sandwiches unpacked and swallowed whole on park benches
on this day, any other day.
To me it was like a pot of simmering water that suddenly boiled over and took us by a hot storm. I think that this is very creative and more of our communities should think of creative ways to respond to situations that hinder us in some ways.
Thank you for checking out Love’s Executive Order. I am glad you like that poem, too. The wonderful thing about LEO is that it is a community of poets responding to this time in American History. I feel blessed that people read it and respond and send in work. It feels very democratic to me and I appreciate the range of poets, poetry, and voices. It’s whole, you know, in the way that something can be an organism that celebrates everyone no matter where they are on the journey.
Tell me about when you started out as a poet. Who were some of the authors or people that inspired you to continue to be a poet?
It’s funny you ask this question because I think, early on, what inspired me to write more than anything else was this combination of music, a desire for solitude and expression, and then, not being able to write songs. I could barely write poems and I needed to write poems. I still do. I need to write poems like I need to eat. Early on it was the music of Van Morrison, Rickie Lee Jones, Miles Davis, Mahalia Jackson, Aretha Franklin, Rueben Blades, Joan Baez, and Bob Dylan that set me on my path.
When I started reading poems I was very much taken with Frank O’Hara’s rambling, expressive, chaotic voice. Also, Anne Sexton. Her later work. And finally, the poetry of Juan Felipe Herrera.
There has been instances where I thought that maybe, if I want to be a writer, I need to put myself in a category or in a type of writing genre like non-fiction, fiction, poetry etc. to direct readers to understand the type of a writer I am, but it just seems like a lot of pressure and not really fun. Do you have any thoughts on that?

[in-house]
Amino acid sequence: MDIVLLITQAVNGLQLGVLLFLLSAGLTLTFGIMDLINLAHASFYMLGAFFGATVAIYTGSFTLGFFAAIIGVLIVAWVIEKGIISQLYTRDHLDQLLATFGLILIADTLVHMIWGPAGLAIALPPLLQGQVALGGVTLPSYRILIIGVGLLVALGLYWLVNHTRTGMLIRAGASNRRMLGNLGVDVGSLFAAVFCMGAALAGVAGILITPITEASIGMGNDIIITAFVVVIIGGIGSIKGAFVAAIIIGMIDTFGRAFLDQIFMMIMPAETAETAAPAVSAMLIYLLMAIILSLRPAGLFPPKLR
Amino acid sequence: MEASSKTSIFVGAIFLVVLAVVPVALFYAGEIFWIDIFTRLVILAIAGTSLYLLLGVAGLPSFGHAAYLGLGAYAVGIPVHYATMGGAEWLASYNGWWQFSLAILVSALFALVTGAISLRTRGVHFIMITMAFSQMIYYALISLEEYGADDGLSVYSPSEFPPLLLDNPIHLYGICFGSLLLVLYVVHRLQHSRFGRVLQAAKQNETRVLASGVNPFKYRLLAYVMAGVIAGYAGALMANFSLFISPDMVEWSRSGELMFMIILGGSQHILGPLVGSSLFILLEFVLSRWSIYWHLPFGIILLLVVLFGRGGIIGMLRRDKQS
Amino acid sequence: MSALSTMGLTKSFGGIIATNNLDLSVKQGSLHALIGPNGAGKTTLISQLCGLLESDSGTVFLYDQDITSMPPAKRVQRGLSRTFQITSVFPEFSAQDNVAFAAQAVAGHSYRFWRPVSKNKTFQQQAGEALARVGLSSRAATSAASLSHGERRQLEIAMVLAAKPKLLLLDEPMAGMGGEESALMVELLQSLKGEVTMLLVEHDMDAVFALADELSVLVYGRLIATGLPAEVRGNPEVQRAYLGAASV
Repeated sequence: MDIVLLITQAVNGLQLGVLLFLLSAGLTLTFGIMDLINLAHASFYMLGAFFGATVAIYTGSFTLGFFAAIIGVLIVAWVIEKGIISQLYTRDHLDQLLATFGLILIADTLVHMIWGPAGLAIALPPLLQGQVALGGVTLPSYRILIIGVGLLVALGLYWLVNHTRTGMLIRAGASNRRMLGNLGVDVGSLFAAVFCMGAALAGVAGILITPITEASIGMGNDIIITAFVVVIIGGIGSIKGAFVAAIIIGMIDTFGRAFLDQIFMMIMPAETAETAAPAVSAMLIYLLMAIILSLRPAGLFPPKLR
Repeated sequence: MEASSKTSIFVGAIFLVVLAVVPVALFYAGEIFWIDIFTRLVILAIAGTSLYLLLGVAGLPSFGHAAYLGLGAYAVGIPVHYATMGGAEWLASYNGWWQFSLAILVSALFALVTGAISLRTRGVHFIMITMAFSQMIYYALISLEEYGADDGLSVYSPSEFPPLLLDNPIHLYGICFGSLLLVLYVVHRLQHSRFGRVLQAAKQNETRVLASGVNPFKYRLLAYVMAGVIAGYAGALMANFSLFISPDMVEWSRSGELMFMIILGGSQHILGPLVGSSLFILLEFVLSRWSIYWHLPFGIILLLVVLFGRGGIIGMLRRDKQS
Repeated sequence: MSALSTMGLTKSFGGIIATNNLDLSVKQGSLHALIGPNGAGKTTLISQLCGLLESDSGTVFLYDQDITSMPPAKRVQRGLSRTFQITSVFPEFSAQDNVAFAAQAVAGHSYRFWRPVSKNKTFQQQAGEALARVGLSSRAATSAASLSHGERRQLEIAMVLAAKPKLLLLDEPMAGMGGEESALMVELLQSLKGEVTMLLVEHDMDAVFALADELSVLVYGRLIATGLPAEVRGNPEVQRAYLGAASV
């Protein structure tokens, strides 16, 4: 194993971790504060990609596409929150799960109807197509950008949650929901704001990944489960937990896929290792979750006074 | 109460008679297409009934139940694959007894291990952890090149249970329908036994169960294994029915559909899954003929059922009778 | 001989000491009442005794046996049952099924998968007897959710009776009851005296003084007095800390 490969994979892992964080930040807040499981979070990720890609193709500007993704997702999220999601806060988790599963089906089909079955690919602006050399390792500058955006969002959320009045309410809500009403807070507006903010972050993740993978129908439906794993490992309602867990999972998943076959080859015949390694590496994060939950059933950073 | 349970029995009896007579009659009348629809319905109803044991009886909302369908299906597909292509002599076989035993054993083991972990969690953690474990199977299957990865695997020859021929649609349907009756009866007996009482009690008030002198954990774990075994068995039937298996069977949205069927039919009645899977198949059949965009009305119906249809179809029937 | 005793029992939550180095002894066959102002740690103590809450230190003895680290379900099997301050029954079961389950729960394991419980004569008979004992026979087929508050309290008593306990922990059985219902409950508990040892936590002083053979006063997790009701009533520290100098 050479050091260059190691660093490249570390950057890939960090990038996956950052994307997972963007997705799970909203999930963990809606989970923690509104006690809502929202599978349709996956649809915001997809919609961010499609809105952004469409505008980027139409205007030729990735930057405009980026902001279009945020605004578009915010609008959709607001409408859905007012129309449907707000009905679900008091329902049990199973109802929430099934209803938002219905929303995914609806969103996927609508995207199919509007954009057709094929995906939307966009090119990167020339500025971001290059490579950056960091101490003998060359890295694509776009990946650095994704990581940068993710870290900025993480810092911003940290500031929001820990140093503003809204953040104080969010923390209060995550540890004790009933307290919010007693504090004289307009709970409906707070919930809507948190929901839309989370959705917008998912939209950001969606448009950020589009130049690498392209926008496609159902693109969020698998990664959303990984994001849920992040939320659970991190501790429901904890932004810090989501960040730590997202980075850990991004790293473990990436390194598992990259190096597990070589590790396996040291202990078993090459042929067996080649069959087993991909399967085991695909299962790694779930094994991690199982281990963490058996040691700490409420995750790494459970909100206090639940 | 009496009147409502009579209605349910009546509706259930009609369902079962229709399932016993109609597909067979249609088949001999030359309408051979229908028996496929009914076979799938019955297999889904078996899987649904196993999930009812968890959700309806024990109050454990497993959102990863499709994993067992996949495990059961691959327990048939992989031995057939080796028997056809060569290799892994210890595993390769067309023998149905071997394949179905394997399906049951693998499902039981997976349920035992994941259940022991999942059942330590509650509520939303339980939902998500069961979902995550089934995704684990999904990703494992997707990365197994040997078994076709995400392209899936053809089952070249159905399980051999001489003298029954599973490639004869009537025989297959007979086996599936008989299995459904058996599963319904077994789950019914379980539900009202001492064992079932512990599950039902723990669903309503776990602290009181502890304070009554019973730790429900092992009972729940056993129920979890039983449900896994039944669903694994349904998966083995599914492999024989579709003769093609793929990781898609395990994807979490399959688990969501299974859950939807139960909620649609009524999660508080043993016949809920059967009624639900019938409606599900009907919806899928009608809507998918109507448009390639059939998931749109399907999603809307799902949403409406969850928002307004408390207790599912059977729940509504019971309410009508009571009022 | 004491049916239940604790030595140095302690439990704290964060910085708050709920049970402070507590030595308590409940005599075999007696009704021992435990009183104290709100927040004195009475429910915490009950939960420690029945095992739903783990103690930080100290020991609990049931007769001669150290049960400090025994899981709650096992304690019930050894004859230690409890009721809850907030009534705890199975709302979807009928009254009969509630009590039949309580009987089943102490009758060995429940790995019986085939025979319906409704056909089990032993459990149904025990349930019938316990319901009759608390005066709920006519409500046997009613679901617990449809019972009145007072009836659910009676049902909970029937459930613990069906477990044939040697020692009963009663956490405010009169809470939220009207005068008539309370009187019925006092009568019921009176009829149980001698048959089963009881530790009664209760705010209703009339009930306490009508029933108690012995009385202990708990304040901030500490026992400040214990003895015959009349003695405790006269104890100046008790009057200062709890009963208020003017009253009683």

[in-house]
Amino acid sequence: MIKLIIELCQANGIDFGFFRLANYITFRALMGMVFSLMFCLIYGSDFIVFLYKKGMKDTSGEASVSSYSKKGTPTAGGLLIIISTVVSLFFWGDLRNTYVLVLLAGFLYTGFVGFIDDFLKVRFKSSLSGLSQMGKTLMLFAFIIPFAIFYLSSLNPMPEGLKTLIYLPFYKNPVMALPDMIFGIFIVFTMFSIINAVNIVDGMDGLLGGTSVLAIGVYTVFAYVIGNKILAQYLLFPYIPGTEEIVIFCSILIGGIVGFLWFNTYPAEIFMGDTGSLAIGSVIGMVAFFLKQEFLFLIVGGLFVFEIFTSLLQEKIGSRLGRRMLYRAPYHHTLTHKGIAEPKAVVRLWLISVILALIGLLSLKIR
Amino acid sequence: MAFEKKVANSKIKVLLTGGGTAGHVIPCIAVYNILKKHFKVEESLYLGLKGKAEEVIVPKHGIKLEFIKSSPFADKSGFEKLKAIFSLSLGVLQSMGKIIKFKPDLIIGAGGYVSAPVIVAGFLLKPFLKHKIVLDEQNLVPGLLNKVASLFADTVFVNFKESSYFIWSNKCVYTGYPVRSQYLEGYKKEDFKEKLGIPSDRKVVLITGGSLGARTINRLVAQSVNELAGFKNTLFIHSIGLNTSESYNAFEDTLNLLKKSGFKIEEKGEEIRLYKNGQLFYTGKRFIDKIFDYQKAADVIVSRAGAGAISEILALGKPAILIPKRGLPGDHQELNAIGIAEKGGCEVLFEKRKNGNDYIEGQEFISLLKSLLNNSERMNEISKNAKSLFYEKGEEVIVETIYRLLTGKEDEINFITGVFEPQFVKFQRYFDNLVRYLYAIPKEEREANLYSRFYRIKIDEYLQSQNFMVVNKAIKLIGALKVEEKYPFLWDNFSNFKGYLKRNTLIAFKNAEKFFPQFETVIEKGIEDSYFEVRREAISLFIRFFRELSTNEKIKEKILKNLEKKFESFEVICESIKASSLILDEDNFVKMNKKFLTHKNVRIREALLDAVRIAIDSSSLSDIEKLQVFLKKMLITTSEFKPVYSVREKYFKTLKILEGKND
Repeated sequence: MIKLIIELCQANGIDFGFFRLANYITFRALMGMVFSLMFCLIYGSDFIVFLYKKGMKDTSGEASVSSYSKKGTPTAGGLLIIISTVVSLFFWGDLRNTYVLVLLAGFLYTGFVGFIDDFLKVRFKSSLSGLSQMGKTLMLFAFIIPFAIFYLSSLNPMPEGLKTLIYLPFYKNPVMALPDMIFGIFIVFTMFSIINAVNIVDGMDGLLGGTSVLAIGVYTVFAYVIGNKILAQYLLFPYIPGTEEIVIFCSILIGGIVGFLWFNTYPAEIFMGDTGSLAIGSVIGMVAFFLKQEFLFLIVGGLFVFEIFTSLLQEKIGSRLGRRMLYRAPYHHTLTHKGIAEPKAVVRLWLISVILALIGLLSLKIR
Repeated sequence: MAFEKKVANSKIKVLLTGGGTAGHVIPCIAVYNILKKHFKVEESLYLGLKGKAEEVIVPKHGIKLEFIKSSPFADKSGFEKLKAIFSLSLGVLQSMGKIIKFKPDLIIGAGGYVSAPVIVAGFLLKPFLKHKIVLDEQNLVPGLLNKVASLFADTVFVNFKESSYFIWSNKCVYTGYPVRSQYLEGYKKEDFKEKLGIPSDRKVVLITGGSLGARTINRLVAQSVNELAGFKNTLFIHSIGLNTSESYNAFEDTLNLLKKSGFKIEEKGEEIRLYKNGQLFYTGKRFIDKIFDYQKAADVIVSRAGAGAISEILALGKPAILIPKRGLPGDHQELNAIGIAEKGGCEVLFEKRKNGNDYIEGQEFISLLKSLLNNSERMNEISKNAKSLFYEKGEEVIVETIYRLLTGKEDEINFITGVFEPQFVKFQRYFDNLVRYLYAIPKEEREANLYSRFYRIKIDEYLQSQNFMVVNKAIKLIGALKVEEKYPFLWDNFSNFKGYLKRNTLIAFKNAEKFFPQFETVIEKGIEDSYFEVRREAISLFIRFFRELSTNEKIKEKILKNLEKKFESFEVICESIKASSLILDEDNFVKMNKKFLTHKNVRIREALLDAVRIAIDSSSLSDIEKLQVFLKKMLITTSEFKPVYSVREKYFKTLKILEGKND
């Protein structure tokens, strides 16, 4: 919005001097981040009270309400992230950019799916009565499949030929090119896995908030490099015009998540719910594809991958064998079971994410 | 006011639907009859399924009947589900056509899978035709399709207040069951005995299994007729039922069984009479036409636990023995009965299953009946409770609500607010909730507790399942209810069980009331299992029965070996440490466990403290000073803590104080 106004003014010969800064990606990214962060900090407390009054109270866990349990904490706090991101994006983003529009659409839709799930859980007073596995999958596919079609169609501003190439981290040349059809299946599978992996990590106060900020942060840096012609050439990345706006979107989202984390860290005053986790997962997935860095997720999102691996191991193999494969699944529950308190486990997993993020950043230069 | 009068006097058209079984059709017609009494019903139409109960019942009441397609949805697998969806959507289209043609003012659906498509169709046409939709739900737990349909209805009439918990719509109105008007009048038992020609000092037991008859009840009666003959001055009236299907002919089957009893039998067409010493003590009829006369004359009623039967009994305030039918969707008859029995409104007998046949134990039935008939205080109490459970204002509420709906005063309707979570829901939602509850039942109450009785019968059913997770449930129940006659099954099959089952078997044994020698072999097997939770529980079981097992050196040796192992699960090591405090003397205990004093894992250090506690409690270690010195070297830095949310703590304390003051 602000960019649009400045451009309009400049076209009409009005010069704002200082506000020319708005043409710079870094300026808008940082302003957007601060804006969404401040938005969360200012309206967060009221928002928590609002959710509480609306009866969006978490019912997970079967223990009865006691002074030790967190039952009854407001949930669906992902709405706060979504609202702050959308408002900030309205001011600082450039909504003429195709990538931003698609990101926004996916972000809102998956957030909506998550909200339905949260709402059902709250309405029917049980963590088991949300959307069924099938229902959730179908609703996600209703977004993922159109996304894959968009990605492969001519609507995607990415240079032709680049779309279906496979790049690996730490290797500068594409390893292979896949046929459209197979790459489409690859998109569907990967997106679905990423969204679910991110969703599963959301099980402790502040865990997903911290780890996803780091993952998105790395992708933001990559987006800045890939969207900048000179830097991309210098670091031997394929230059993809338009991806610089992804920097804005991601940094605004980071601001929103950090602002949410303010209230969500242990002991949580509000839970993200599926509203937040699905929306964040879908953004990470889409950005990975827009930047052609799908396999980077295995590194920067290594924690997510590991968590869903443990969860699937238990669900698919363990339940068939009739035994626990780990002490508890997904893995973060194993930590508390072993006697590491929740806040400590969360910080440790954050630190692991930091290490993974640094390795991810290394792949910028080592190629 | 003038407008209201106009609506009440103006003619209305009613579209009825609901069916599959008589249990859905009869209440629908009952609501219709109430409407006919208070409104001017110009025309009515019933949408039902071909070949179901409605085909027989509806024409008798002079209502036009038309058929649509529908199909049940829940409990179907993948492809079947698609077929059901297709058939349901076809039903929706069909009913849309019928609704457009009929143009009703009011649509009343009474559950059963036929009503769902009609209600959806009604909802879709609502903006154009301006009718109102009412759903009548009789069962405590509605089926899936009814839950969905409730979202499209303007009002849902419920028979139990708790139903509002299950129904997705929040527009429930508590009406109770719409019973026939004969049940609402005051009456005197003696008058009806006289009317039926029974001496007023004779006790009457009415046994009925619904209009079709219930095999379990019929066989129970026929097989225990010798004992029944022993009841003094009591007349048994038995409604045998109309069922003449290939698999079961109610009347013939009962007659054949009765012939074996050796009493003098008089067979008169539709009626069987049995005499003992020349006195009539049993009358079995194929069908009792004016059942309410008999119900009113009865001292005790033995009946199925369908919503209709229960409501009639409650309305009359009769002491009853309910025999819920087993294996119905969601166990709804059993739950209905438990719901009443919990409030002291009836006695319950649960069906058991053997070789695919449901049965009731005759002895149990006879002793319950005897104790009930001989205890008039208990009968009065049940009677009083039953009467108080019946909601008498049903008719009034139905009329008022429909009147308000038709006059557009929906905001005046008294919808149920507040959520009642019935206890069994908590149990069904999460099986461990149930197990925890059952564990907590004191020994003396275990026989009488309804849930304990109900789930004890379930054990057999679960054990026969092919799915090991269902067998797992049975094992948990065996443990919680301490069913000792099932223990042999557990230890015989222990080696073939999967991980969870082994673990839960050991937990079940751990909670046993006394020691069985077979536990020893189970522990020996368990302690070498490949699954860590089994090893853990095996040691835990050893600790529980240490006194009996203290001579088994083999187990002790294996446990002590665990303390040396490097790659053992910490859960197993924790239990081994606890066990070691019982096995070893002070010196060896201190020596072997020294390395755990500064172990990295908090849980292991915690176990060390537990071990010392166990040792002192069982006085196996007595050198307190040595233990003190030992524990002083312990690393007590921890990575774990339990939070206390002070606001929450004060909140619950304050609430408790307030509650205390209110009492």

This is a great question. I was watching a documentary, a bad documentary, on Miles Davis, Birth of the Cool, and there is a moment in there where, if I remember correctly, he does not say that he plays jazz music but that he plays the ‘sounds of jazz.’ For him, music is just music. I have never really considered myself a Poet. I don’t walk around feeling like that or identifying as one. I have, though, my whole life, walked around feeling like I am a guy who writes poems, who is involved in the ‘sounds of poetry.’ Those sounds, of course, are ones that come from and are inspired by the world, by everyday life.
These poems that I write just visit me from the ether, from the outside, and they happen, sonically, visually, and that’s it. It’s a process, an existence, of just being open to the ‘thing.’ The music or words and giving them to the world. Categories and things like that are things that can block being open.
That’s all this is anyway, this making poems, this making of anything…just being open to whatever is in front of you and then you make something in it, from it, with it.
Marzia Syeda is a senior studying English and writing at The College of Saint Rose. She currently interns at The Northeastern Association of the Blind at Albany. She enjoys listening to spoken word poetry and loves to paint Bob Ross–inspired paintings.